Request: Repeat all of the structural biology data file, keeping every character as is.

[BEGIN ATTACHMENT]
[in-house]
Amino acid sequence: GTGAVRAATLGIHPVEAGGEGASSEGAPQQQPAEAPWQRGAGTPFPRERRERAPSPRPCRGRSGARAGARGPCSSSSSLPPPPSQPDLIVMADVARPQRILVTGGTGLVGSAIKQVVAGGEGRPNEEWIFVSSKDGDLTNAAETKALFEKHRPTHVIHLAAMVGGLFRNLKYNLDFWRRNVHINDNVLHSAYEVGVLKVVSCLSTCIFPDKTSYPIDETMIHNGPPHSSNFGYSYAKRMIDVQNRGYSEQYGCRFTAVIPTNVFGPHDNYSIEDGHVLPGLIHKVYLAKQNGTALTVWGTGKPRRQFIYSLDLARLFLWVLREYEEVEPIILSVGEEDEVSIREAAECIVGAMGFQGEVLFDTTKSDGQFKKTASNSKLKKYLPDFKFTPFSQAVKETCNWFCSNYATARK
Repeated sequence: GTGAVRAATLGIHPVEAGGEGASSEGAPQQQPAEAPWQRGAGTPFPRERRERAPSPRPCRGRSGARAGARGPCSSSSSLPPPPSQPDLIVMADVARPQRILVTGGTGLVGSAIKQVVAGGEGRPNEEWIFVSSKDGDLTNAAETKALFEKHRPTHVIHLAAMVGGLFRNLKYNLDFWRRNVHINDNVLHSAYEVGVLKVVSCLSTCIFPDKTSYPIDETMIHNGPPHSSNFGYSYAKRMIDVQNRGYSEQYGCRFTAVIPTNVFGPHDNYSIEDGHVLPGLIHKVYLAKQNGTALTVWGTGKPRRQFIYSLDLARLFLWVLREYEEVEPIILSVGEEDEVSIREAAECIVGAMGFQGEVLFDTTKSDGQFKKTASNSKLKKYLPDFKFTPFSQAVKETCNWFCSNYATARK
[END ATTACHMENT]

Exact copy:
[in-house]
Amino acid sequence: GTGAVRAATLGIHPVEAGGEGASSEGAPQQQPAEAPWQRGAGTPFPRERRERAPSPRPCRGRSGARAGARGPCSSSSSLPPPPSQPDLIVMADVARPQRILVTGGTGLVGSAIKQVVAGGEGRPNEEWIFVSSKDGDLTNAAETKALFEKHRPTHVIHLAAMVGGLFRNLKYNLDFWRRNVHINDNVLHSAYEVGVLKVVSCLSTCIFPDKTSYPIDETMIHNGPPHSSNFGYSYAKRMIDVQNRGYSEQYGCRFTAVIPTNVFGPHDNYSIEDGHVLPGLIHKVYLAKQNGTALTVWGTGKPRRQFIYSLDLARLFLWVLREYEEVEPIILSVGEEDEVSIREAAECIVGAMGFQGEVLFDTTKSDGQFKKTASNSKLKKYLPDFKFTPFSQAVKETCNWFCSNYATARK
Repeated sequence: GTGAVRAATLGIHPVEAGGEGASSEGAPQQQPAEAPWQRGAGTPFPRERRERAPSPRPCRGRSGARAGARGPCSSSSSLPPPPSQPDLIVMADVARPQRILVTGGTGLVGSAIKQVVAGGEGRPNEEWIFVSSKDGDLTNAAETKALFEKHRPTHVIHLAAMVGGLFRNLKYNLDFWRRNVHINDNVLHSAYEVGVLKVVSCLSTCIFPDKTSYPIDETMIHNGPPHSSNFGYSYAKRMIDVQNRGYSEQYGCRFTAVIPTNVFGPHDNYSIEDGHVLPGLIHKVYLAKQNGTALTVWGTGKPRRQFIYSLDLARLFLWVLREYEEVEPIILSVGEEDEVSIREAAECIVGAMGFQGEVLFDTTKSDGQFKKTASNSKLKKYLPDFKFTPFSQAVKETCNWFCSNYATARK